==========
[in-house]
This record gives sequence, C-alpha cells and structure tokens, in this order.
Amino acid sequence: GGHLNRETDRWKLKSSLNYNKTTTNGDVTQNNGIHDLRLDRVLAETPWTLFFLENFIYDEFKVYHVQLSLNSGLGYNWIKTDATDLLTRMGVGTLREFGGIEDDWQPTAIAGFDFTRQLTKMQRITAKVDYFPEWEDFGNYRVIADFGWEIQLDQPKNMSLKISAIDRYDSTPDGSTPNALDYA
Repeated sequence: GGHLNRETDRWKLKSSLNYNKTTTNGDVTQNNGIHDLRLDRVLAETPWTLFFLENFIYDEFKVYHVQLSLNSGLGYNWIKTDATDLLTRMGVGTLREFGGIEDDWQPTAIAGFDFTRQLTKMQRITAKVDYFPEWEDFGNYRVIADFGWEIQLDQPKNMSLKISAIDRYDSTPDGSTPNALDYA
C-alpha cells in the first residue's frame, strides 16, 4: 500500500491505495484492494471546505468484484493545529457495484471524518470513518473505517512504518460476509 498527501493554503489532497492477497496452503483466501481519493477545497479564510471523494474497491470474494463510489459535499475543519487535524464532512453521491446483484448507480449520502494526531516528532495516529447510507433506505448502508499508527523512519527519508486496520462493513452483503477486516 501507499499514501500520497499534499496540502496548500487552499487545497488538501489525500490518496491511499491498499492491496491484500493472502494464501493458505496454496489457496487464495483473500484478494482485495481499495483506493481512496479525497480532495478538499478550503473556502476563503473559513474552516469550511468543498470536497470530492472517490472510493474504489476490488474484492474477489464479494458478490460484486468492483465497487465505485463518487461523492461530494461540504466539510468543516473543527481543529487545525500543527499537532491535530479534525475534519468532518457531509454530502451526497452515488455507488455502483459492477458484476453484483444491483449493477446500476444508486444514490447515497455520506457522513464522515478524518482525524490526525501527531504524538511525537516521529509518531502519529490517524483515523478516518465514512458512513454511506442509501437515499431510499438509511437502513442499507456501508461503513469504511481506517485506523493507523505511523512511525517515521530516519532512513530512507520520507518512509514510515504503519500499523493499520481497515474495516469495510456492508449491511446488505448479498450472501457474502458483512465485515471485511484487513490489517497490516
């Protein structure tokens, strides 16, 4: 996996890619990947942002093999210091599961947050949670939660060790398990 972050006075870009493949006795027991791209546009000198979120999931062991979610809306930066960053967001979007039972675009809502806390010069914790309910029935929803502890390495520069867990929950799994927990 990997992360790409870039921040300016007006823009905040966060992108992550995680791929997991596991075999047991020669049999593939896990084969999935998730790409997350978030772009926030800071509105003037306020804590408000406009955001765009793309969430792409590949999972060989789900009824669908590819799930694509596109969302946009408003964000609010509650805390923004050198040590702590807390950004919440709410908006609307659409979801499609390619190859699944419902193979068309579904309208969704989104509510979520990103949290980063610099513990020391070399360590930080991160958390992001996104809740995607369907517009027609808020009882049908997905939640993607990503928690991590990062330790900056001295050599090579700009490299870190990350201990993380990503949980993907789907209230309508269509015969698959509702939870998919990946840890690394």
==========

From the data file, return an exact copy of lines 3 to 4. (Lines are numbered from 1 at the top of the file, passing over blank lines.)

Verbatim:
Amino acid sequence: GGHLNRETDRWKLKSSLNYNKTTTNGDVTQNNGIHDLRLDRVLAETPWTLFFLENFIYDEFKVYHVQLSLNSGLGYNWIKTDATDLLTRMGVGTLREFGGIEDDWQPTAIAGFDFTRQLTKMQRITAKVDYFPEWEDFGNYRVIADFGWEIQLDQPKNMSLKISAIDRYDSTPDGSTPNALDYA
Repeated sequence: GGHLNRETDRWKLKSSLNYNKTTTNGDVTQNNGIHDLRLDRVLAETPWTLFFLENFIYDEFKVYHVQLSLNSGLGYNWIKTDATDLLTRMGVGTLREFGGIEDDWQPTAIAGFDFTRQLTKMQRITAKVDYFPEWEDFGNYRVIADFGWEIQLDQPKNMSLKISAIDRYDSTPDGSTPNALDYA